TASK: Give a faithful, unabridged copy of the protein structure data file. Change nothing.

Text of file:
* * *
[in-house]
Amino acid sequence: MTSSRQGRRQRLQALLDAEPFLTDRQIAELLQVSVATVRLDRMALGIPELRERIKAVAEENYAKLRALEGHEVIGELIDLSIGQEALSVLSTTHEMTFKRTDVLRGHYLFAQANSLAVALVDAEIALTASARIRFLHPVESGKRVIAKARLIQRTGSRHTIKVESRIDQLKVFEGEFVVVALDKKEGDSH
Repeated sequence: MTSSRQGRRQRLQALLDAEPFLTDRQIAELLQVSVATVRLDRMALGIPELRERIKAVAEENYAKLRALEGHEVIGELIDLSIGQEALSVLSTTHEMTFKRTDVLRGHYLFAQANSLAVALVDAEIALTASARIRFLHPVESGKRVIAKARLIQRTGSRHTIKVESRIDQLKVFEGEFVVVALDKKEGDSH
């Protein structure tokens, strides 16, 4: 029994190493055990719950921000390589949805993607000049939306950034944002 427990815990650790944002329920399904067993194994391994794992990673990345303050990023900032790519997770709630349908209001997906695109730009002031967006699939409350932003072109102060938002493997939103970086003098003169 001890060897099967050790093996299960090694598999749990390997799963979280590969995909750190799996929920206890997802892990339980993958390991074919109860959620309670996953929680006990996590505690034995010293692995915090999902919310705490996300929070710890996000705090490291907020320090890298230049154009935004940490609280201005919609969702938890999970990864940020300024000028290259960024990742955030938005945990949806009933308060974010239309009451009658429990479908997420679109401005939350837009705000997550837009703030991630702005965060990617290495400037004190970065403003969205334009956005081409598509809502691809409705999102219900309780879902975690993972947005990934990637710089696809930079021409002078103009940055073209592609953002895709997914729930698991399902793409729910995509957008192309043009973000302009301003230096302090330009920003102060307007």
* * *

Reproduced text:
[in-house]
Amino acid sequence: MTSSRQGRRQRLQALLDAEPFLTDRQIAELLQVSVATVRLDRMALGIPELRERIKAVAEENYAKLRALEGHEVIGELIDLSIGQEALSVLSTTHEMTFKRTDVLRGHYLFAQANSLAVALVDAEIALTASARIRFLHPVESGKRVIAKARLIQRTGSRHTIKVESRIDQLKVFEGEFVVVALDKKEGDSH
Repeated sequence: MTSSRQGRRQRLQALLDAEPFLTDRQIAELLQVSVATVRLDRMALGIPELRERIKAVAEENYAKLRALEGHEVIGELIDLSIGQEALSVLSTTHEMTFKRTDVLRGHYLFAQANSLAVALVDAEIALTASARIRFLHPVESGKRVIAKARLIQRTGSRHTIKVESRIDQLKVFEGEFVVVALDKKEGDSH
């Protein structure tokens, strides 16, 4: 029994190493055990719950921000390589949805993607000049939306950034944002 427990815990650790944002329920399904067993194994391994794992990673990345303050990023900032790519997770709630349908209001997906695109730009002031967006699939409350932003072109102060938002493997939103970086003098003169 001890060897099967050790093996299960090694598999749990390997799963979280590969995909750190799996929920206890997802892990339980993958390991074919109860959620309670996953929680006990996590505690034995010293692995915090999902919310705490996300929070710890996000705090490291907020320090890298230049154009935004940490609280201005919609969702938890999970990864940020300024000028290259960024990742955030938005945990949806009933308060974010239309009451009658429990479908997420679109401005939350837009705000997550837009703030991630702005965060990617290495400037004190970065403003969205334009956005081409598509809502691809409705999102219900309780879902975690993972947005990934990637710089696809930079021409002078103009940055073209592609953002895709997914729930698991399902793409729910995509957008192309043009973000302009301003230096302090330009920003102060307007």